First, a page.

[...] I enjoy writing my newsletters, and I will continue to write them in the hope that others enjoy reading them. However, they will not figure in my financial plans, whether short-term or long-term. Any income they generate is gravy, it’s not the roast. 


Much of my focus is now on conserving energy so that I have enough to spend on writing and actual paying work. This is about developing a sustainable way to live which pays the bills and leaves me enough space to be creative. I don’t want to have to sacrifice my precious writing time at the altar of building a platform, even if that makes me less attractive to publishers. 

Source: Why Aren't I Writing?

Feb 14, 2024 ↓

Brexit means Brexit in football, too

Leeds United v Rotherham United on 10 Feb: Leeds defender Connor Roberts makes a tackle Photograph: Simon Davies/ProSports/REX/Shutterstock

It's taken The Guardian about five years, I reckons, to pick up on this phenomenon. My son and his mates were doing 'Brexit tackles' well before the start of the pandemic!

In one TikTok post, football content creator Kalan Lisbie, with tongue firmly in cheek, walks viewers through “how to do the Brexit tackle”. He informs us that “the first thing you need to do is pretend like you’re going to boot the ball away and not tackle. Second thing is that you want to rotate those hips and as soon as you rotate, you want to take absolutely everything … and then just clean him”. A commenter on another video notes that school football is now more like WWE.


There’s a healthy dose of irreverence in there too – you have to admit, there’s something very funny about one child barking “Brexit means Brexit!” to another in a muddy park. You get the sense they’re having fun at older generations’ expense. Ask any parent of a tweenager or older: no one is better able to comprehensively make fun of, or call attention to, adult flaws and hypocrisy.

By adopting “Brexit means Brexit” and transforming it into a symbol of almost dangerously rough play, you get the sense that children are holding up a mirror to the adult world. They’re using it as a joke, to be sure, but it’s a timely reminder that politicians’ words and political stances extend far beyond the immediate context, seeping into the fabric of our children’s lives.

Source: The Guardian

Feb 17, 2024 ↓

AI-generated video is coming for your reality

It's been almost impossible to miss the announcement from OpenAI, the creators of ChatGPT and DALL-E) about Sora "an AI model that can create realistic and imaginative scenes from text instructions". While this isn't available to the general public yet (thankfully, given upcoming elections!) this is what's on the horizon.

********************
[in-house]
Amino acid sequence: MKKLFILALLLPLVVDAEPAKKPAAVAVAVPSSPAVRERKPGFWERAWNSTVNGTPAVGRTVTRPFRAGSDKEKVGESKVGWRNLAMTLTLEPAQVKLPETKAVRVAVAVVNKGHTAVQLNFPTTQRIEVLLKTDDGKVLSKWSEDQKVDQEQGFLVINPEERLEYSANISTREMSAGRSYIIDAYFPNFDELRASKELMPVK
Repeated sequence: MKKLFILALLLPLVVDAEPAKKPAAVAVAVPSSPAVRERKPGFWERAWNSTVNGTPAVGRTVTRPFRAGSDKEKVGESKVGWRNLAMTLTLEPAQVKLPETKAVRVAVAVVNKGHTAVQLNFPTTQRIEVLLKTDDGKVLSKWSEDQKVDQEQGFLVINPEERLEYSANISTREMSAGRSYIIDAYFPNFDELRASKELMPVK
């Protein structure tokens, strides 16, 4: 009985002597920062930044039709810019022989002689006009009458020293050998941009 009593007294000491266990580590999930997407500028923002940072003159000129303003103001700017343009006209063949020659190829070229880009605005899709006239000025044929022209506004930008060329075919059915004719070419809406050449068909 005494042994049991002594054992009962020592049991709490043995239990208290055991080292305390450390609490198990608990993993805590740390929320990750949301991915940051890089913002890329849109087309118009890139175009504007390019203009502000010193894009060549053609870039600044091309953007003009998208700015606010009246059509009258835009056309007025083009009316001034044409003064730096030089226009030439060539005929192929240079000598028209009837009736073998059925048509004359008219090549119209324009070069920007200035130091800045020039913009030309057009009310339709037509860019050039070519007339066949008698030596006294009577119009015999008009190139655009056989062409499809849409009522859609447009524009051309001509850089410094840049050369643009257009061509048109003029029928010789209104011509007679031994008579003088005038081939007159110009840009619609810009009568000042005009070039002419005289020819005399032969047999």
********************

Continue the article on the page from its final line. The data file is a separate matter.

There's a great overview and explainer from YouTuber MKBHD which I recommend. It's important to remember that, while tech companies will point to things like C2PA as safeguards, the only real ways to protect your information landscape are: a) get your news from reputable sources, b) be skeptical about things that sound unlikely and go looking for other sources, and c) immerse yourself in new things like this so you start being able to recognise giveaway signs.

MKBHD does a good job of starting to point out some of the latter in the video above. Again, I suggest you watch it.

Feb 17, 2024 ↓

Building a Bonfire

Bonfire artwork

I'm delighted to see this article about Bonfire, a project I've contributed to on various occasions since it was forked from the codebase which underpinned MoodleNet.

I think Ivan and Mayel, the team behind Bonfire, have identified a really important niche in Open Science, although the technology they are building can be applied to pretty much anything.

Bonfire is inching ever closer towards a 1.0 release of its social offering, which is a landmark development for the project. But beneath the surface, there’s a bigger story going on: rather than simply being a social platform, it’s also a development framework.

As a project, Bonfire has been in development for a long time, taking on different shapes and forms throughout the years. It first emerged as CommonsPub, in an effort to bring ActivityPub federation to MoodleNet. After a long refactor and refocus, Bonfire seems to be hitting its stride.

[...] I want to take a moment to peel back the layers of Bonfire, because I think they really set it apart from other platforms. The vision for the project is incredibly unique: “we have all the pieces you need, all you have to do is assemble it.”

Source: We Distribute

Feb 17, 2024 ↓

Every default macOS wallpaper in 6k

macOS Mojave background wallpaper (sand dune in desert)

Whichever operating system you're using, having a beautiful image as your background image or screensaver is always a nice thing to have. This is a collection of every default macOS wallpaper – in 6K resolution!

Source: 512 Pixels